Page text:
Stephen E. Wilheit, a computer programmer known for inventing GIFs, looping animation, which became the universal language for conveying humor, sarcasm and anger on social media, died on March 14 in Cincinnati, in instant messaging. He was 74 years old. .
His death was confirmed at the hospital on Thursday by his wife, Kathleen Wilheit, who said the cause was Covid-19 complications.
In 1987, when Mr. Wilheit worked for CompuServe, the country’s first online service, and he led a team of engineers who revolutionized how people could share video clips on the Internet. The format they created is called GIF, short for Graphics Interchange format, a type of compressed image file with ease of use that makes it durable.
The appeal of technology extends from computers to smartphones, giving famous and obscure people the ability to share GIFs on platforms like Twitter and Facebook and eventually create their own loops. She inspired popular apps such as the famous “Dancing Baby” GIF and Giphy in 1996.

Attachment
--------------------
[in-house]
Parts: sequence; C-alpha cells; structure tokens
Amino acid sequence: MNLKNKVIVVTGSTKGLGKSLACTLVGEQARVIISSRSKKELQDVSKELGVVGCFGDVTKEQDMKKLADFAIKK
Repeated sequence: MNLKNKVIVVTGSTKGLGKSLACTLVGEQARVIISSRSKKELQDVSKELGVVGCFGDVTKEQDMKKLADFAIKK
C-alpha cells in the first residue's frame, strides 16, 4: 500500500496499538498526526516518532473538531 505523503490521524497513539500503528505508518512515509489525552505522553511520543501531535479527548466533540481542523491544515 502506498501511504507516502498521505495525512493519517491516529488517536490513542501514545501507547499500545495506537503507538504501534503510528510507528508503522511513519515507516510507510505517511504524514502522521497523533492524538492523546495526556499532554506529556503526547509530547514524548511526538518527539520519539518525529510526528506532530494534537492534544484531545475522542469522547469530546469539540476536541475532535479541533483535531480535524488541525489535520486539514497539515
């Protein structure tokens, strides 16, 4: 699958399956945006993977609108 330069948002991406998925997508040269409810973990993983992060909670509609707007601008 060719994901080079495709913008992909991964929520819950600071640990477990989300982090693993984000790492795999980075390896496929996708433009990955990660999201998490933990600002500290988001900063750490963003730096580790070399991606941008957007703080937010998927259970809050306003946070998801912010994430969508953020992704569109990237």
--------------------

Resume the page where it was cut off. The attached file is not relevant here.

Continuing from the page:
“I saw the desired format in my head and then I started programming,” said Mr. Willhite told The New York Times in 2013.
That year Mr. Willhite, who was also the former chief architect for America Online, won the Lifetime Achievement Award at the Webb Awards.
In addition to his wife, Shri. Wilheit’s survivors include a son, David Wilheit; Their stepchildren Rick Groves, Robin Landrum, Renee Bennett and Rebecca Bose; 11 grandchildren; And three grandchildren.
In 2012, the Oxford American Dictionary recognized GIF as its “word of the year.”
While the utility Mr. Wilheit’s novelty was undeniable, the pronunciation of “GIF” was a frequent topic of discussion. Was it pronounced with a hard voice or with a soft voice?
“The Oxford English Dictionary accepts both accents,” Mr. Willhit said. “They’re wrong. It’s a soft G, pronounced ‘Giff.’ End of story. “